In 2013, Rosan and other Walgreens executives commemorated the formal partnership by performing a cover of “Imagine” with Theranos-themed lyrics (The Dropout opts for a parody of the much jauntier “What I Like About You”). The first Theranos Wellness Center opened in September of that year. The goal was for Theranos tests to be implemented in stores nationwide; ultimately, however, the tests only made it into about 40 stores. Not long after Carreyrou’s 2015 report revealed that Theranos was using standard third-party equipment rather than its own technology, the partnership dissolved. Walgreens sued for the $140 million it said it invested; Theranos eventually settled for just under $30 million. By then, Rosan had already left his position at the company. According to his LinkedIn, he currently serves as a co-founder of Medovation, a company that aims to help health-care start-ups succeed.
Tyler Shultz (Played by Dylan Minnette)
Tyler Shultz, a former Theranos employee turned whistleblower, served as a source for Carreyrou’s investigation. He met Elizabeth in fall 2011 through his grandfather George Shultz, the American diplomat who served as Ronald Reagan’s secretary of State and held several other prominent government positions. Tyler, then a 20-year-old junior at Stanford, told Elizabeth he wanted to be an intern at Theranos. According to Tyler’s book Thicker Than Water, she said the company typically didn’t accept interns. Tyler believed she made an exception for him because she was trying to get his influential grandfather to join the Theranos board at the time.
After graduating from college, he returned to the company in a full-time position. His first day at work happened to be the same day Walgreens opened its first Theranos Wellness Center. Tyler later befriended Erika Cheung, a fellow recent graduate. The two were part of a team responsible for verifying the accuracy of blood tests before devices were used with real patients. After becoming friends in the show, Tyler stays at the upstairs lab while Cheung is moved to the secretive room known as Normandy. According to Carreyrou, Tyler eventually was also sent to the Normandy area the following year, in early 2014. Over time, he grew increasingly troubled by several practices he observed that he did not feel were scientifically sound.
A scene where Tyler performed an original song about Elizabeth at her 30th-birthday party is based in fact, though Tyler said in his book that the lyrics were centered on company marketing slogans. (Per Tyler’s account, Henry Kissinger later recited an original limerick about Elizabeth in which he declared that she was not the next Steve Jobs — Steve Jobs was an earlier version of her.)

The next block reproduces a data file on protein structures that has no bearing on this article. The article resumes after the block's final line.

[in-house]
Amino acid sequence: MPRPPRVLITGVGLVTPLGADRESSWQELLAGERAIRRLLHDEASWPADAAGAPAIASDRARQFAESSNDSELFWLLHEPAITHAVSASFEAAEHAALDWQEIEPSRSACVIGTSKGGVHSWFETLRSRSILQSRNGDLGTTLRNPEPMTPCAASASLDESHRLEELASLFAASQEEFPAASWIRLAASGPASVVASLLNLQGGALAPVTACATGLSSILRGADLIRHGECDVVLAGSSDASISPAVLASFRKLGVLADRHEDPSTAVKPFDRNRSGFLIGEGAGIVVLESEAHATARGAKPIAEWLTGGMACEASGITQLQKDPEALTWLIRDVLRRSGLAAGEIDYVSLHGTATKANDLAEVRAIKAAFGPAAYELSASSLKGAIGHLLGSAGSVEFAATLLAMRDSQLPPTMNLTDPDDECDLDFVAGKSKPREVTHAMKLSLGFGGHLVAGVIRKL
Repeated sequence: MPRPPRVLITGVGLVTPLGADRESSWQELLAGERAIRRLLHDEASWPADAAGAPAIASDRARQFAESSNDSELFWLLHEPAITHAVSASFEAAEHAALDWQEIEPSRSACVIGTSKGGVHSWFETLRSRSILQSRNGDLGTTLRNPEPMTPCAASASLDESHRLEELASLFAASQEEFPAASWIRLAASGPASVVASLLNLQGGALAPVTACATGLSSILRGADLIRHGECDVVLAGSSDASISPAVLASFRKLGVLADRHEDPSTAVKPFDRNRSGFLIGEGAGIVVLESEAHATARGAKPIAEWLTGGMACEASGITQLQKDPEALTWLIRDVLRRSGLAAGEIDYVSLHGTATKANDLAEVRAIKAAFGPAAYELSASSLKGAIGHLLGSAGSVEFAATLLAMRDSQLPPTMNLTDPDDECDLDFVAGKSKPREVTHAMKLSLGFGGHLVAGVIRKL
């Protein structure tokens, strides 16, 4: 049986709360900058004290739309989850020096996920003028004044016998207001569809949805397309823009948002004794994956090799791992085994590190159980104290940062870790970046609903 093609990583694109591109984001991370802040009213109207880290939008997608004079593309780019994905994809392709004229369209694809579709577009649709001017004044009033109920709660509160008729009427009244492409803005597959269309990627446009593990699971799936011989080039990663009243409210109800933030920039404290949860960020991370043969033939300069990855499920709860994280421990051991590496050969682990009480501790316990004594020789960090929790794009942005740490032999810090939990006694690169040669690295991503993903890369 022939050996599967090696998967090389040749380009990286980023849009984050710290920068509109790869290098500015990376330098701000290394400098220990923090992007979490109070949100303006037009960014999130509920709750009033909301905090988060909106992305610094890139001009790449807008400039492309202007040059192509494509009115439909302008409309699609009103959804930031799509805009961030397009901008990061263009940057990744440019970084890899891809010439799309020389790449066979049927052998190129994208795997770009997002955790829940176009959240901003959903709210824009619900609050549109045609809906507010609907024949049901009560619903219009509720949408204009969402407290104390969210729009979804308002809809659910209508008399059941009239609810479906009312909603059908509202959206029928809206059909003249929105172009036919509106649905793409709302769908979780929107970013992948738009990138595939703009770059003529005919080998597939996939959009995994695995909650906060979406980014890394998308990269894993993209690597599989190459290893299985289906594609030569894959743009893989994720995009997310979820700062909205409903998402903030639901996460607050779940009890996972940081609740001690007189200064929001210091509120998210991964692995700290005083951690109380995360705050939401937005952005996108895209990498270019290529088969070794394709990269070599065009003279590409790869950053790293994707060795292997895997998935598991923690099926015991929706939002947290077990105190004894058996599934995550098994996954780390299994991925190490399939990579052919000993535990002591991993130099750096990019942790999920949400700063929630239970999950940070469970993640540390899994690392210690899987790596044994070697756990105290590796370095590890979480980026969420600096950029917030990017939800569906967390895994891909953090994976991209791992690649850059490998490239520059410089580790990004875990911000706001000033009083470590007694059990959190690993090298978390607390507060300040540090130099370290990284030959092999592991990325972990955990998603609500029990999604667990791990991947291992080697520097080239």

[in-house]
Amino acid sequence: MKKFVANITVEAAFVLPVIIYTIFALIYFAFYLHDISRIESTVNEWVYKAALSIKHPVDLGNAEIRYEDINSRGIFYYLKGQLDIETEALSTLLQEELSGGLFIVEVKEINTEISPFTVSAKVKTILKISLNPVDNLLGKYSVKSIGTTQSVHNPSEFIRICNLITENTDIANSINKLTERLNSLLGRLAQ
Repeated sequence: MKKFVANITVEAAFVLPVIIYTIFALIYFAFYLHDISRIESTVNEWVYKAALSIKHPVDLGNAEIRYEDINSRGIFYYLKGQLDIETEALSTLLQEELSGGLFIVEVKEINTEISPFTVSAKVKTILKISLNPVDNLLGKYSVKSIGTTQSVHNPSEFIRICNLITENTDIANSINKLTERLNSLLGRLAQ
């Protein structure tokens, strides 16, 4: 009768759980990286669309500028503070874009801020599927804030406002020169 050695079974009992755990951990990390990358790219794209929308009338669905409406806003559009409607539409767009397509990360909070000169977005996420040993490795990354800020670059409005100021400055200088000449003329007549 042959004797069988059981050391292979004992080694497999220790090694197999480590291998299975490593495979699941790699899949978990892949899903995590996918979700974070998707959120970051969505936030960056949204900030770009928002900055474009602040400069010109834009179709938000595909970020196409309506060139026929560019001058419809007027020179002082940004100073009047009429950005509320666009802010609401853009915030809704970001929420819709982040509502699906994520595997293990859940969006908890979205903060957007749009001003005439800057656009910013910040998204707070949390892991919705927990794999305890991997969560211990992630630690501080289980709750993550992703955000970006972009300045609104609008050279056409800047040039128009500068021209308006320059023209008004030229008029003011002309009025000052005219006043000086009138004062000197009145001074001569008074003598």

The Dropout omits one of Tyler’s early attempts to hold the company accountable: He contacted the New York State Department of Health under an alias to discuss concerns about proficiency testing and subsequently made an anonymous complaint about Theranos to New York State’s Laboratory Investigative Unit. Tyler said he never received a reply. After he later pressed Elizabeth on some claims made by Theranos in a one-on-one meeting, he found himself transferred to a team where he did not interact with Theranos devices.
Tyler’s frustrations culminated in an April 2014 email that referenced some data he’d gotten from Cheung and expressed his concerns about cherry-picked research and quality-control failures at the company. He received a scathing response from Sunny Balwani via email. Tyler replied with his two weeks’ notice but ended up leaving the company that same day.
Meanwhile, Tyler’s grandfather had grown extremely close with Elizabeth after joining Theranos’s board, and he often invited her to family events. Tyler stated in his book that although he repeatedly tried to convince his grandfather of Theranos’s fraudulent practices, George remained confident in Elizabeth. After Tyler spoke to Carreyrou, Theranos claimed to know he had been a source for the story. Tyler was blindsided by a conversation in which he lied to his grandfather and said he had not talked to Carreyrou. He then discovered that two Theranos lawyers were waiting upstairs with documents for him to sign.
His step-grandmother later helped him contact an attorney who advised George that Tyler should not sign what Theranos wanted him to. After this refusal, Tyler was allegedly followed by private investigators. In Thicker Than Water, he stated that his parents gave him pepper spray and he began sleeping with a knife by his bed. In addition to the emotional toll of this ordeal, he told Uproxx that his family ended up spending between $400,000 to $500,000 on lawyers.
Today, Tyler serves as the founder and CEO of his own biotech start-up, Flux Biosciences. The company also happens to focus on medical testing, though he assured Truffld in 2021 that the similarities with his former employer end there. “I’m trying to take what I saw at Theranos and do the exact opposite, pretty much across the board,” he said. Tyler told CBS that his grandfather never apologized, but he did acknowledge before his death that Tyler had been right about Theranos.
Erika Cheung (Played by Camryn Mi-young Kim)
Erika Cheung was another former Theranos employee who became a key whistleblower. She told the Wall Street Journal that she first spoke to a recruiter at a job fair when she was a senior at the University of California, Berkeley. In October 2013, after interviewing with Elizabeth herself, Cheung was hired at Theranos. Per California Magazine, she became close friends with Tyler Shultz and had lunch with the fellow recent graduate every day. The pair felt uncomfortable with the reliability of Theranos devices as well as the way the company handled data. But when Cheung raised concerns directly to Sunny Balwani, she told ABC that he insinuated that she would lose her job if she questioned Theranos’s methods again. Carreyrou reported in Bad Blood that Balwani also berated Cheung when he ascertained through Shultz’s email that Cheung had shared data.